( File photo )

Florida specialty fruit growers are pushing back against the possible importation of mamey sapote from Mexico.

In May, the U.S. Department of Agriculture published a notice that it had prepared a pest risk analysis that evaluates the risks associated with importation of fresh mamey sapote fruit from Mexico.

Based on their analysis, the USDA said mamey sapote could be imported safely if subject to several phytosanitary measures, including irradiation and pre-export inspection.

Comments on the notice are due July 1, and about a dozen South Florida growers have made comments on the notice so far.

Here is an excerpt from one representative comment:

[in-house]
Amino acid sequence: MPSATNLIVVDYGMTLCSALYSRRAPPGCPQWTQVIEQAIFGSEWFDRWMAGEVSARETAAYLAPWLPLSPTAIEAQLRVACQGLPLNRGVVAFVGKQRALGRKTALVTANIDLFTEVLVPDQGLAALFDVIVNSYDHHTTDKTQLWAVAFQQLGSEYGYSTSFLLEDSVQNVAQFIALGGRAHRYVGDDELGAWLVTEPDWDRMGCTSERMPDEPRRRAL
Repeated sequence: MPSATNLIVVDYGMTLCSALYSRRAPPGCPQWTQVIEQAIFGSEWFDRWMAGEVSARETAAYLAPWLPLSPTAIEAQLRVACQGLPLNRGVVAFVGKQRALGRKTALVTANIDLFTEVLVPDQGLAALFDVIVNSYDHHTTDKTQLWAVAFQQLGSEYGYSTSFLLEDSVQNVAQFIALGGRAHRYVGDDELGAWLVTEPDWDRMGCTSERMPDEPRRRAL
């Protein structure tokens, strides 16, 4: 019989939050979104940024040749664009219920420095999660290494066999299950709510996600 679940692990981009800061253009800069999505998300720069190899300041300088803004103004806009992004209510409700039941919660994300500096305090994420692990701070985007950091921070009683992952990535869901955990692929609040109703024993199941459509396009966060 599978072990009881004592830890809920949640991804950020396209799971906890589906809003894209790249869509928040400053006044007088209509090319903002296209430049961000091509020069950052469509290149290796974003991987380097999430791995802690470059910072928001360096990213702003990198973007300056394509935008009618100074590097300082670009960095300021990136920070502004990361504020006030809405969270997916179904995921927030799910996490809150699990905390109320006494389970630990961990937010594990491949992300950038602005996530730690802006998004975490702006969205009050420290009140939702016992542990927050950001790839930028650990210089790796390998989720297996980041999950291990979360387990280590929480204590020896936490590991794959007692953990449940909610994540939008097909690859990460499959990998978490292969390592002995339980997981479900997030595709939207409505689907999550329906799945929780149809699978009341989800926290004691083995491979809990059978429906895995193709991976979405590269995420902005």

“As an avocado grower I’m suffering from laurel wilt, started by an invasive species. I’m losing 50-60 trees a year and, may I add, at a tremendous cost of time and money. Our area is devastated by this disease and mamey sapote is a crop that I see other growers switching to as their avocados disappear. It is an option we need to maintain to keep our agricultural community growing as the avocados disappear in our area. 

“It is very hard to a U.S. grower to compete with our current labor situation, high operation cost, insurance rates, etc. The hourly rate in Mexico I believe is around $2 an hour — very hard to compete with that. The importation of mamey sapote will hit hard our local growers to the point of uncertainty if they can even survive.”

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